Albertina Issa recalled bombs raining on her hometown of Juba, deep in the south of Sudan. Juba was 250 miles from the oil fields but on the front line of the Sudanese war. It was 2003, and Issa, studying economics in Khartoum, had come home to visit her family.
As Catholics, Issa and her husband, Emmanuel Lugang, left Juba to escape both the war and forced conversions to Islam by government forces. After years of exile in Egypt, they moved to Omaha last year. With their three children, they are slowly beginning to prosper, with the help of Project Welcome Sudanese Refugee Community, a local group that has helped 500 southern Sudanese families find jobs, schools and homes.
Lugang and Issa adjusted to Omaha more easily than many other Sudanese because they are well-educated and speak English, said Creighton University theology professor Joan Mueller, who runs Project Welcome.
In a recent telephone call from Sudan, Lugang's brother described Juba today. Despite a 2005 cease-fire, a tenuous alliance between the central Sudanese government and former southern rebels was unraveling. There were few signs, Lugang's brother said, that oil wealth from the north was trickling down.
"We lack medicine, we lack doctors. No school for the kids," he reported.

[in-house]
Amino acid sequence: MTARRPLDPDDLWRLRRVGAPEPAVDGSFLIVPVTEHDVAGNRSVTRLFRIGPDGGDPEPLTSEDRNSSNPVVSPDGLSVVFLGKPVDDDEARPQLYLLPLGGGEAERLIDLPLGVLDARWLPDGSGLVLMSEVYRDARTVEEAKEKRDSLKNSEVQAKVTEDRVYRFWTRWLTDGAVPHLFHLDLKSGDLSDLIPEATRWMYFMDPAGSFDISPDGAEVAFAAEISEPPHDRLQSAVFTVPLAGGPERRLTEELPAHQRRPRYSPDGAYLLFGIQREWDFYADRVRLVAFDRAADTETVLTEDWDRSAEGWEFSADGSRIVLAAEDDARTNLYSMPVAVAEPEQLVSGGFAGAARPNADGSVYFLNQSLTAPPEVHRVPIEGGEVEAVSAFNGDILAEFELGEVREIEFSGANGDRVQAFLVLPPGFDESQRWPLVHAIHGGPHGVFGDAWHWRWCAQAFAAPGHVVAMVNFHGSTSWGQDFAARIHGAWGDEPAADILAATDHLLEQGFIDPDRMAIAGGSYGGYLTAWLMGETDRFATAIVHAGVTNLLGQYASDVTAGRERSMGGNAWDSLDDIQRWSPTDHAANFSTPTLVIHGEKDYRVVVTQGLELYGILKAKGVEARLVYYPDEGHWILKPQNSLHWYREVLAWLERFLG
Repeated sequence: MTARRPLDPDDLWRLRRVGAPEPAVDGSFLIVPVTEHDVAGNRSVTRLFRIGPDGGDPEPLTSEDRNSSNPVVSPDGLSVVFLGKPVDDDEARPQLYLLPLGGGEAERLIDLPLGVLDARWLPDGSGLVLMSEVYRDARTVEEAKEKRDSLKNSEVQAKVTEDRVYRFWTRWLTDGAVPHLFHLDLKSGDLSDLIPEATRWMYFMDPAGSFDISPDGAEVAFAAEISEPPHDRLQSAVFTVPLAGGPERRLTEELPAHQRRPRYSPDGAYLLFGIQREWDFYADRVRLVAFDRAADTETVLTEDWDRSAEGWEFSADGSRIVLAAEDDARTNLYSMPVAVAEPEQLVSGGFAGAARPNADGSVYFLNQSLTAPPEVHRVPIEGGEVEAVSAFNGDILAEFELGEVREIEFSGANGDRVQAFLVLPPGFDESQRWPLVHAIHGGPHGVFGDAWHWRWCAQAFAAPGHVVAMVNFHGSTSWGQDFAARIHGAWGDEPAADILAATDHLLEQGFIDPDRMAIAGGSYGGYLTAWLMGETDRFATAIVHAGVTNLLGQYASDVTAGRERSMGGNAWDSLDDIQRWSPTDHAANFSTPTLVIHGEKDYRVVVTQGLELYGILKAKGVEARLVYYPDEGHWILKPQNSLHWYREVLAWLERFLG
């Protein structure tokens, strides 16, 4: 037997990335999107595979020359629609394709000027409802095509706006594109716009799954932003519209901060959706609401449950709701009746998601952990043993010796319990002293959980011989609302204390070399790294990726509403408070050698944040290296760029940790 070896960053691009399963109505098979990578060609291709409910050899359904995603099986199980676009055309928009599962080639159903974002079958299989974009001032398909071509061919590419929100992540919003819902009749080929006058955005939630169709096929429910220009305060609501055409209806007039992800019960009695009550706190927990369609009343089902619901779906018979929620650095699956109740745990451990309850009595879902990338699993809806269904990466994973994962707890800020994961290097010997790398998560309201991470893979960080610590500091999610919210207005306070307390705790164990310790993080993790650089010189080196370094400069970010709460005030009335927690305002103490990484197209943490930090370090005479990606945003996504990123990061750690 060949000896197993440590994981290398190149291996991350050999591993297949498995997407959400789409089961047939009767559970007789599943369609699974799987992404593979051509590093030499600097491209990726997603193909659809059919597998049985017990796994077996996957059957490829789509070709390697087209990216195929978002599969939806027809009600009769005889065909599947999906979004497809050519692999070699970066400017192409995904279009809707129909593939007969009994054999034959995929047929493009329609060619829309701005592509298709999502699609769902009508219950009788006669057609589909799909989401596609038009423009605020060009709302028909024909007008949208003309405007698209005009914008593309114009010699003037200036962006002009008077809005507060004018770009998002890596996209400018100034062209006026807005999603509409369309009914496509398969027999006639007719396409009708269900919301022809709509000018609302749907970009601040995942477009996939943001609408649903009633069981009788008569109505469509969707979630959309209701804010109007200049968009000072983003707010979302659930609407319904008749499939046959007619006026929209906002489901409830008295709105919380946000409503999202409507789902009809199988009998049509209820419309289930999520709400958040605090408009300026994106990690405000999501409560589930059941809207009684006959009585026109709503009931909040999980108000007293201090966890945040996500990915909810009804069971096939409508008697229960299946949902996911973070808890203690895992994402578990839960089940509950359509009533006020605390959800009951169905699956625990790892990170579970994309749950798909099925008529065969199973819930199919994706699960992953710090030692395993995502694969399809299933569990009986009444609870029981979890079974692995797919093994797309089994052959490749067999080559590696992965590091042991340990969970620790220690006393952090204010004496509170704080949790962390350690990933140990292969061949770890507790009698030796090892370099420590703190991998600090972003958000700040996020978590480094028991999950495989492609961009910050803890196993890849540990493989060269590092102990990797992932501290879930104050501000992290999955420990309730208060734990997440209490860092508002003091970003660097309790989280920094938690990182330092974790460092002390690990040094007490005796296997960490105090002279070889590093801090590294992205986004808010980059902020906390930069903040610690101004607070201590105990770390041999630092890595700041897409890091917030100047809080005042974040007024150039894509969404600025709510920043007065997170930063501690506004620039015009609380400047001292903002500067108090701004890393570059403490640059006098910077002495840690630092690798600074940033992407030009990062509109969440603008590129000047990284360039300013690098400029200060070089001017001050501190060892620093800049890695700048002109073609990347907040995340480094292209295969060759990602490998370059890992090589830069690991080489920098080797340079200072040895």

Instead, according to the Harvard Corp., which manages Harvard University's endowment funds, oil production has become "essential to the government's capacity to fund military operations" — a view shared by the U.S. Department of Energy. For this reason, Harvard has divested from firms with ties to Sudan.
Indeed, 95 U.S. universities, colleges and high schools, along with 31 states including California, and 14 cities including Los Angeles, are considering or have enacted similar divestment policies, according to the Sudan Divestment Task Force, an advocacy group.
Human Rights Watch concluded in 2003: "CNPC and Petronas operations have been complicit in human rights violations. Their activities are inextricably intertwined with the [Sudanese] government's abuses; the abuses are gross; the corporate presence fuels, facilitates or benefits from violations."
Similar complaints have been lodged against Petrodar Operating Co., according to a 2006 report by the European Coalition on Oil in Sudan, a group of more than 80 religious and peace groups.
CNPC owns 41% of Petrodar.
A report in 2000 by a Canadian government commission said an airstrip at Heglig, operated by Sudan's Greater Nile Petroleum Operating Co., was a staging area for military attacks on civilians.
CNPC owns 40% of Greater Nile.
Oil provides well over half of Sudan's budget, and CNPC buys about two-thirds of that oil.
To Lugang, these reports, together with his brother's words by telephone from Juba, have made it clear: "Sudan is getting money from the Chinese oil companies in order to buy guns and tanks," first to terrorize the south, now Darfur.
Oil money, Lugang said, is "prolonging the war."
A sharp conflict
Because Berkshire Hathaway's stock will become the largest single part of the Gates Foundation's portfolio and will fund half of its future grants, The Times examined holdings in Berkshire's investment portfolio in addition to PetroChina.